Ichazo used the types to work with ego fixation where each type was assigned a fixation that could be remedied by the corresponding holy idea. Although an individual had a primary fixation, that individual also had other fixations (one from each center). Ichazo called these three fixations an individual's Trifix.”

Later, Katherine Chernick Fauvre after taking the Arica Trainings developed this construct much further, in more alignment with the Naranjo inspired Enneagram of Personality with what she called Tritype. Her empirical research with clients and subjects showed that the claim that we just have a Primary Enneagram Type and some fixations of the other types is incomplete. Rather, her research showed the whole energetic and defense strategy of non-primary Types operates in individuals — and that it is far more accurate to claim we have 3 distinct Enneagram Types operating within us, one in each Center of Intelligence.

My journey with the Enneagram began when I was 19, having just dropped out of Stanford to create the Startup Genome Project, living in a large Startup House in Menlo Park called Blackbox Mansion. A close friend of mine, Alexandros Pagidas, a Greek philosopher who was living in the house, shared his book with me: Personality Types: Using the Enneagram for Self-Discovery by Don Riso and Russ Hudson.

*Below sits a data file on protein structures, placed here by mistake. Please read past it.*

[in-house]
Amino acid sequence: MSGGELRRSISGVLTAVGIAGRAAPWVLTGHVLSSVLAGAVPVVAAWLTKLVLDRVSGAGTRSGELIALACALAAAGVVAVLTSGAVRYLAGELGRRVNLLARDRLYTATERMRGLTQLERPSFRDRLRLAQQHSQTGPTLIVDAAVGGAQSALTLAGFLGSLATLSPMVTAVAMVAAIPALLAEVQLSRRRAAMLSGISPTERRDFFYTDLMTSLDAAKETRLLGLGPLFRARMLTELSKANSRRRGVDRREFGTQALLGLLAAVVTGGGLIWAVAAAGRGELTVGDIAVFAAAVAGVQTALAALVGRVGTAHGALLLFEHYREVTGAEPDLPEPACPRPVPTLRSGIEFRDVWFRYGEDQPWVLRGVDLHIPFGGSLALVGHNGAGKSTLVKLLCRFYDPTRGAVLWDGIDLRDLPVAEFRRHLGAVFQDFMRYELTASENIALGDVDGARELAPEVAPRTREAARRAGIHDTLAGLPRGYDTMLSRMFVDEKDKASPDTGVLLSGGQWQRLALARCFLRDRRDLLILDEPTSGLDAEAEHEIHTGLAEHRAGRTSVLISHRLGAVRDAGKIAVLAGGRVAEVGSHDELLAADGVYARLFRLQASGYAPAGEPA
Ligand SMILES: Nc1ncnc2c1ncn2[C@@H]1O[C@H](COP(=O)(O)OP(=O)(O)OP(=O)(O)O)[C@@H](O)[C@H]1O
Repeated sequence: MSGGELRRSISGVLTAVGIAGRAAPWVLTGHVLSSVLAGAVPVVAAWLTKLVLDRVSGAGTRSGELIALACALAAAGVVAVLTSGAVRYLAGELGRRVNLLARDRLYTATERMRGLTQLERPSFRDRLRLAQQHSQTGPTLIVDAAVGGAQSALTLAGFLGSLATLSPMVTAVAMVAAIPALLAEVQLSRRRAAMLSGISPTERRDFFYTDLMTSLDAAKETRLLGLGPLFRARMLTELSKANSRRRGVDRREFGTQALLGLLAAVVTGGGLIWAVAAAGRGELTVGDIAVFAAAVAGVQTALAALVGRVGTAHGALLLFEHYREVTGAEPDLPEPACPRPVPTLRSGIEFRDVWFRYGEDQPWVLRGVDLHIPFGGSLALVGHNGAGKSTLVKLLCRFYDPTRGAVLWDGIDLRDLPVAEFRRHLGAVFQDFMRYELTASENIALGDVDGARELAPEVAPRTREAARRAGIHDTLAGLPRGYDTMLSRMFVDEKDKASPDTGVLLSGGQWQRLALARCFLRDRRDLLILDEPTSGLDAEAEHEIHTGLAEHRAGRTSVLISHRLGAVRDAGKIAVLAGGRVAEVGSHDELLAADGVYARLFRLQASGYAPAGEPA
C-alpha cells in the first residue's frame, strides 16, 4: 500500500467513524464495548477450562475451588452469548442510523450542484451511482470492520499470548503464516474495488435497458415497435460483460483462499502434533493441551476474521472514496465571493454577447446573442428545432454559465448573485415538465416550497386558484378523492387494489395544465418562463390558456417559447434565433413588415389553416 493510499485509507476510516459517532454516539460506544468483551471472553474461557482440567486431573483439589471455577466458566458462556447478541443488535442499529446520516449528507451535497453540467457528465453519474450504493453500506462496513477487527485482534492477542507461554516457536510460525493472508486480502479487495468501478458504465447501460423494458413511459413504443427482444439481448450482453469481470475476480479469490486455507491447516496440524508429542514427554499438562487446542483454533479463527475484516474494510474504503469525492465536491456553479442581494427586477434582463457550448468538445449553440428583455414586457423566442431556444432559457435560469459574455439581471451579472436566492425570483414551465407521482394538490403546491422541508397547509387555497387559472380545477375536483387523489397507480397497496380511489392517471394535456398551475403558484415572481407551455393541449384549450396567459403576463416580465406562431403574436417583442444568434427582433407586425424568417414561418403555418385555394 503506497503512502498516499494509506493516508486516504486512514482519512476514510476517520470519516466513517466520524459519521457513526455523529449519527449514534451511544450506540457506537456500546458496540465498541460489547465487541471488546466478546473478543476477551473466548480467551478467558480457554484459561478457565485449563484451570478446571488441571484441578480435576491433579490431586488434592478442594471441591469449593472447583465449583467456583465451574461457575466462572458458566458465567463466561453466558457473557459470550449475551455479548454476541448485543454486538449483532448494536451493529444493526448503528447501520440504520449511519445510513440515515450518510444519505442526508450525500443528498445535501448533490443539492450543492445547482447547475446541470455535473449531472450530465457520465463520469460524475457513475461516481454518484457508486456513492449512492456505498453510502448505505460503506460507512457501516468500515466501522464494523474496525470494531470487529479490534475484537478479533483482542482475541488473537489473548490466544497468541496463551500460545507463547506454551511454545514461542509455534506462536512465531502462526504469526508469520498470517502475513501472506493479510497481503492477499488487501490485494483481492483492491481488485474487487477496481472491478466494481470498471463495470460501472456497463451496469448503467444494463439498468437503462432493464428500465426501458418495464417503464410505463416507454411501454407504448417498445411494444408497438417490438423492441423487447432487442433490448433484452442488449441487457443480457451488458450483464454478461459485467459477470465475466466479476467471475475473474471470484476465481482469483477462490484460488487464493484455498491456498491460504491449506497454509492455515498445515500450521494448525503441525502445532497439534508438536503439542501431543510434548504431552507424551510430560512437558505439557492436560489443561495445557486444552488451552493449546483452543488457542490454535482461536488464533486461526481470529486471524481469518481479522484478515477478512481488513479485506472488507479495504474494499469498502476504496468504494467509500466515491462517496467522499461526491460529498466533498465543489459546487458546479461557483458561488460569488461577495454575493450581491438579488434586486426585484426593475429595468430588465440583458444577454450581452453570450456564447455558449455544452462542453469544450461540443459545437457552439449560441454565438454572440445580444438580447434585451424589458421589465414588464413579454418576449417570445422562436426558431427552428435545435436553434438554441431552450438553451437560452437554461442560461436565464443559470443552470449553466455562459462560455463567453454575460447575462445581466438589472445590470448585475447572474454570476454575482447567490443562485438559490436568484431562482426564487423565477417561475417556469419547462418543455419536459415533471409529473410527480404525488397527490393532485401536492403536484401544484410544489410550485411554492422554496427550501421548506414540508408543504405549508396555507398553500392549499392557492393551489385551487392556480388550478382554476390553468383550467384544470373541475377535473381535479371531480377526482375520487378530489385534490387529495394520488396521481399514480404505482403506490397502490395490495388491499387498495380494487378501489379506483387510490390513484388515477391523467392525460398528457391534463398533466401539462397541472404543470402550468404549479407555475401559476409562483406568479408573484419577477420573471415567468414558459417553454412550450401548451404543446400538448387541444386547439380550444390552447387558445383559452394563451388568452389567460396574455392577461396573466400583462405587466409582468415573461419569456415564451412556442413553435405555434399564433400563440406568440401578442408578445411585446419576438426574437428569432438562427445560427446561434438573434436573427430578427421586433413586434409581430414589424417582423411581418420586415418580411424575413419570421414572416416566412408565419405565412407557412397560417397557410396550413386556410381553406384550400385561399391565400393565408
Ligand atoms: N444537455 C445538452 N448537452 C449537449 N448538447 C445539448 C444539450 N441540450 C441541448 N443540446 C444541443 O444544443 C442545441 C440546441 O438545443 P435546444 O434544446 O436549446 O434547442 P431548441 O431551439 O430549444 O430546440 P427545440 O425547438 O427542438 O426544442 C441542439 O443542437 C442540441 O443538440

Immediately I was trans-fixed. I had already gone deep with other personality typing systems such as Myers Briggs and I loved elegant systems that pierced the veil on the true nature of reality — naturally as my Primary Type is Enneagram 5 known as The Investigator. But it was also clear to me that I resonated strongly with the Enneagram Type 3 — to the point Alexandros would sometimes question whether I was really a Type 3. This inquiry led me to discover Katherine Fauvre’s work on Tritype which elegantly described my Type 5 / 3 predicament in ways the conventional Enneagram Theory couldn’t (as a person only had a Primary Type and a Wing). As I put the Tritype theory to the test and typed all my friends I discovered just how accurate and illuminating the Tritype approach was.